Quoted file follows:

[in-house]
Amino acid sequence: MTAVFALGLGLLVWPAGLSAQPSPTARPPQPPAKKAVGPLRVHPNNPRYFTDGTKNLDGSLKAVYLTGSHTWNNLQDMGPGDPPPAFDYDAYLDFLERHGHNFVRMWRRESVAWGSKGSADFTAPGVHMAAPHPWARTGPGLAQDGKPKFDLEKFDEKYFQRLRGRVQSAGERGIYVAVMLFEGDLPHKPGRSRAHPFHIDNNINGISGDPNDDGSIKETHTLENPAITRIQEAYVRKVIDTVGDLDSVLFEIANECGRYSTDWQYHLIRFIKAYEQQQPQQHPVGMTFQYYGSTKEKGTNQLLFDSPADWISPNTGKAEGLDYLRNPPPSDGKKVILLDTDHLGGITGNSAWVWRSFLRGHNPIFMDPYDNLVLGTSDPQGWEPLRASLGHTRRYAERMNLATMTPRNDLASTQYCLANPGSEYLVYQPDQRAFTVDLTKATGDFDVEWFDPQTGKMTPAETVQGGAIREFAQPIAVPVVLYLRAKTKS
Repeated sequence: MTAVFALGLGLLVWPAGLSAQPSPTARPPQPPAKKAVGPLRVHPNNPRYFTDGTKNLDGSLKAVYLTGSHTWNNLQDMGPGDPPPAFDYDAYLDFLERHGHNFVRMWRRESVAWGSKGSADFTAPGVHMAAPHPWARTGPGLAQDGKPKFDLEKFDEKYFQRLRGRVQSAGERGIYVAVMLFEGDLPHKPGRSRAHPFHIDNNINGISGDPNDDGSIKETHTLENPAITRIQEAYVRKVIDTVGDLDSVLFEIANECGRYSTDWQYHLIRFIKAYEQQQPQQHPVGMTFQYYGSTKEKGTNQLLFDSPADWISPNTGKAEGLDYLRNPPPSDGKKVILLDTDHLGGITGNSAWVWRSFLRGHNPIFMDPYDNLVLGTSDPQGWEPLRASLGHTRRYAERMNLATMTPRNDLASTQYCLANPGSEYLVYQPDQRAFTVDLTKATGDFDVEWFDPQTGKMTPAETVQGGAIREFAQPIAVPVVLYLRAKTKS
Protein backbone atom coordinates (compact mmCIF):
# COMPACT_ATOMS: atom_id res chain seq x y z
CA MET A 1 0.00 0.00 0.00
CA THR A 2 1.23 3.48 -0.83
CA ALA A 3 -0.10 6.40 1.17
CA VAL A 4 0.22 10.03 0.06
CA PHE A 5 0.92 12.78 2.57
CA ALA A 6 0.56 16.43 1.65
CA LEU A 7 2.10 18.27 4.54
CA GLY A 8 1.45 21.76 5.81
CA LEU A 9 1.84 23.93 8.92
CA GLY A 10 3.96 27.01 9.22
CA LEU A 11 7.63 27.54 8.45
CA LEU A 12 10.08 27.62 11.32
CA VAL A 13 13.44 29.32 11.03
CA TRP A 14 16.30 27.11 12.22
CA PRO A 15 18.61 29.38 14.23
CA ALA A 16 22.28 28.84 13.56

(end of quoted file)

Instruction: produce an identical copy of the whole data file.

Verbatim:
[in-house]
Amino acid sequence: MTAVFALGLGLLVWPAGLSAQPSPTARPPQPPAKKAVGPLRVHPNNPRYFTDGTKNLDGSLKAVYLTGSHTWNNLQDMGPGDPPPAFDYDAYLDFLERHGHNFVRMWRRESVAWGSKGSADFTAPGVHMAAPHPWARTGPGLAQDGKPKFDLEKFDEKYFQRLRGRVQSAGERGIYVAVMLFEGDLPHKPGRSRAHPFHIDNNINGISGDPNDDGSIKETHTLENPAITRIQEAYVRKVIDTVGDLDSVLFEIANECGRYSTDWQYHLIRFIKAYEQQQPQQHPVGMTFQYYGSTKEKGTNQLLFDSPADWISPNTGKAEGLDYLRNPPPSDGKKVILLDTDHLGGITGNSAWVWRSFLRGHNPIFMDPYDNLVLGTSDPQGWEPLRASLGHTRRYAERMNLATMTPRNDLASTQYCLANPGSEYLVYQPDQRAFTVDLTKATGDFDVEWFDPQTGKMTPAETVQGGAIREFAQPIAVPVVLYLRAKTKS
Repeated sequence: MTAVFALGLGLLVWPAGLSAQPSPTARPPQPPAKKAVGPLRVHPNNPRYFTDGTKNLDGSLKAVYLTGSHTWNNLQDMGPGDPPPAFDYDAYLDFLERHGHNFVRMWRRESVAWGSKGSADFTAPGVHMAAPHPWARTGPGLAQDGKPKFDLEKFDEKYFQRLRGRVQSAGERGIYVAVMLFEGDLPHKPGRSRAHPFHIDNNINGISGDPNDDGSIKETHTLENPAITRIQEAYVRKVIDTVGDLDSVLFEIANECGRYSTDWQYHLIRFIKAYEQQQPQQHPVGMTFQYYGSTKEKGTNQLLFDSPADWISPNTGKAEGLDYLRNPPPSDGKKVILLDTDHLGGITGNSAWVWRSFLRGHNPIFMDPYDNLVLGTSDPQGWEPLRASLGHTRRYAERMNLATMTPRNDLASTQYCLANPGSEYLVYQPDQRAFTVDLTKATGDFDVEWFDPQTGKMTPAETVQGGAIREFAQPIAVPVVLYLRAKTKS
Protein backbone atom coordinates (compact mmCIF):
# COMPACT_ATOMS: atom_id res chain seq x y z
CA MET A 1 0.00 0.00 0.00
CA THR A 2 1.23 3.48 -0.83
CA ALA A 3 -0.10 6.40 1.17
CA VAL A 4 0.22 10.03 0.06
CA PHE A 5 0.92 12.78 2.57
CA ALA A 6 0.56 16.43 1.65
CA LEU A 7 2.10 18.27 4.54
CA GLY A 8 1.45 21.76 5.81
CA LEU A 9 1.84 23.93 8.92
CA GLY A 10 3.96 27.01 9.22
CA LEU A 11 7.63 27.54 8.45
CA LEU A 12 10.08 27.62 11.32
CA VAL A 13 13.44 29.32 11.03
CA TRP A 14 16.30 27.11 12.22
CA PRO A 15 18.61 29.38 14.23
CA ALA A 16 22.28 28.84 13.56